Davies interweaves the story of the Lyonses with the political ascendance of a populist leader named Vivienne Rook, played with grim Mancunian relish by Emma Thompson. Though she only directly interacts with the family members a handful of times, Rook (or “Viv,” as she quickly becomes known around the U.K.) is part and parcel of their lives, a symptom and a stoker of discontent across the country. In the first episode, Rook, an entrepreneur, is appearing on a BBC politics show when she launches into a profane tirade about the Israeli-Palestinian conflict overriding issues she insists matter more to British people: parking, litter, trash collection. The audience is electrified. The Lyonses frantically text one another their thoughts while Rook trends nationwide. At the end of her rant, she looks at the camera with a glint in her eye, and says, “I have got you listening now, haven’t I?” Soon enough, she’s running for office.

The Lyons family in Years and Years (HBO)

As Rook’s political fortunes rise, the Lyonses fall victim to the same circumstances that are leading voters to embrace Rook: financial crises, floods of refugees, a standoff between the U.S. (led by President Donald Trump in his second term) and China. The pace of change is breathtaking. Daniel Lyons (Russell Tovey), who’s married to Ralph (Dino Fetscher), works with Ukrainians seeking political asylum from draconian anti-LGBTQ laws, which draws him into the orbit of the magnetic refugee Viktor (Maxim Baldry). Stephen and Celeste try to come to terms with revelations about Bethany’s identity. Rosie, an early fan of Rook’s, supports her even more fiercely after technological developments phase Rosie out of the workplace. Edith (Jessica Hynes), an activist, returns home after conflict overseas threatens her health. As the show proceeds, characters refer casually to other eventualities: butterflies have disappeared, bananas don’t grow anymore, all teenagers now have mandatory sexual-awareness imaging control classes in school.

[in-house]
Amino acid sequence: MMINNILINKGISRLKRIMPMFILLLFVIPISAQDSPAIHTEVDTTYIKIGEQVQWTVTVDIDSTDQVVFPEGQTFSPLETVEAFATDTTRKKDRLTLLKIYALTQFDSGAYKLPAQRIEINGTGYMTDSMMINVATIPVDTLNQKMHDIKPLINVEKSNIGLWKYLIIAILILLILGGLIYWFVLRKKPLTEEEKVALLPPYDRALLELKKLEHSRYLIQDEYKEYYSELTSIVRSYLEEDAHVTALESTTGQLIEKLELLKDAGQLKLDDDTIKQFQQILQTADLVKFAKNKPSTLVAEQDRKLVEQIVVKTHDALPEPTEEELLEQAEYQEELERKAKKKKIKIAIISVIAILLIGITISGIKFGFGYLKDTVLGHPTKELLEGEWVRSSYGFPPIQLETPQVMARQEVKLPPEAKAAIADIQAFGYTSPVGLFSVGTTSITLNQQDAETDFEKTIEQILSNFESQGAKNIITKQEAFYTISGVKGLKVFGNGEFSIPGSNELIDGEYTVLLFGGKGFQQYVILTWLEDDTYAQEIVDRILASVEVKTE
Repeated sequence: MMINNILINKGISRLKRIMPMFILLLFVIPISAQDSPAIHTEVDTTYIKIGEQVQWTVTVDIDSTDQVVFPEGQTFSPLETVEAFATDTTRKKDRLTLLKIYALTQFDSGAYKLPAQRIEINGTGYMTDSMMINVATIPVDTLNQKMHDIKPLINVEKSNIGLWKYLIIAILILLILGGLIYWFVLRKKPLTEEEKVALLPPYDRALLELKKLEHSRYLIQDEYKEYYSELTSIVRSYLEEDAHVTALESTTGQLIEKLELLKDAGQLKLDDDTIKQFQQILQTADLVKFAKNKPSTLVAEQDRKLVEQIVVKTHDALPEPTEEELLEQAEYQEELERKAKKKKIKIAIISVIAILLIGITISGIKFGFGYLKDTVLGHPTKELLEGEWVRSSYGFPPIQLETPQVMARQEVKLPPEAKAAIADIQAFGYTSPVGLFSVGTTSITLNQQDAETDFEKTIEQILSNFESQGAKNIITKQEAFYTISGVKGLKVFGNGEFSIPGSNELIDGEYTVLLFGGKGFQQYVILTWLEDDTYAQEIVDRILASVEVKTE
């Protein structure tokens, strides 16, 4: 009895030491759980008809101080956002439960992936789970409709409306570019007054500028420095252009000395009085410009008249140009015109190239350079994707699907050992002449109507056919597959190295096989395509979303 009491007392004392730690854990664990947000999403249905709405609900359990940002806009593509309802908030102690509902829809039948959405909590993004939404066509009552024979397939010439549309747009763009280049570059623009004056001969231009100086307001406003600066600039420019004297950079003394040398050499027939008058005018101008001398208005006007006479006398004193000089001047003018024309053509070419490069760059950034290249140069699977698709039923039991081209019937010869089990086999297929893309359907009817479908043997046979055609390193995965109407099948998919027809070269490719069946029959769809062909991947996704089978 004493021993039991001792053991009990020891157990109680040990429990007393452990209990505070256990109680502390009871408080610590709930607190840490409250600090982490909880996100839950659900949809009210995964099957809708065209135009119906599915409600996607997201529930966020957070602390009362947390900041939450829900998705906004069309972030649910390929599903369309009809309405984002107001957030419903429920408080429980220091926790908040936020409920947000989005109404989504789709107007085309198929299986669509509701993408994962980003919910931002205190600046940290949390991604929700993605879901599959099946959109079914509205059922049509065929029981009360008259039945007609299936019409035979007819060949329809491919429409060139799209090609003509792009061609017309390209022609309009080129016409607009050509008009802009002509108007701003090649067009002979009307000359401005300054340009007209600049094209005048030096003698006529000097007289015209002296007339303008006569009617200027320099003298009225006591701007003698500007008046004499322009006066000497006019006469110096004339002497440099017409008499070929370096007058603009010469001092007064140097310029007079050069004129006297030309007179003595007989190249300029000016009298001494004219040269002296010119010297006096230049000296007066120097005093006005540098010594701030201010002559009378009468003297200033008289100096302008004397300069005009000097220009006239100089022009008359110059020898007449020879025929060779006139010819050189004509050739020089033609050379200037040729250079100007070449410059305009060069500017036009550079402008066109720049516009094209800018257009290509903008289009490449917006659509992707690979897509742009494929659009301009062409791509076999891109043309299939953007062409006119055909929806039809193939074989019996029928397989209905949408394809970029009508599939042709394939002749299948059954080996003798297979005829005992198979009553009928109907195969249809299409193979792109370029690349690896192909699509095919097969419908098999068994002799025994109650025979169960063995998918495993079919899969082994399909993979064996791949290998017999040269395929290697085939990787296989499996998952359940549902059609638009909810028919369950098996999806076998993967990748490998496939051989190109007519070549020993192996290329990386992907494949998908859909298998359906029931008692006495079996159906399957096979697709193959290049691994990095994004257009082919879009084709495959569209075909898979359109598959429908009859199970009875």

The brittle, nervy feeling of watching Years and Years is amped up by stylistic choices, like the heavy-handed crescendoing score of a children’s choir every time things start falling apart. It also comes from simple recognition. In 2011, when the dark speculative series Black Mirror debuted on Channel 4, its creator, Charlie Brooker, wrote an article for The Guardian about what he most wanted the show to achieve. “We routinely do things,” he wrote, “that just five years ago would scarcely have made sense to us.” Black Mirror, once so prescient that it imagined a buffoonish TV character being elected prime minister, has struggled to stay ahead of a reality evolving faster than Brooker can apparently imagine. Its most recent episodes dealt with scenarios playing out not in some wildly speculative future, but in the present: addictive social-media platforms, holograms, the exploitation of celebrities’ images without their consent.

Years and Years, by contrast, sees the darkest trends of the past decade and takes them to their logical extension five (or 15) years from now. It maps out how easy it is for a politician like Rook to catapult her way into power by appealing to nativist instincts, but also the absurdity of focusing on local grievances rather than catastrophic global crises that threaten everyone. Thompson is brilliantly menacing as Rook, communicating her absolute self-certainty, along with just enough ambiguity to make you wonder if power is everything she’s after. In a world this unpredictable, who can tell?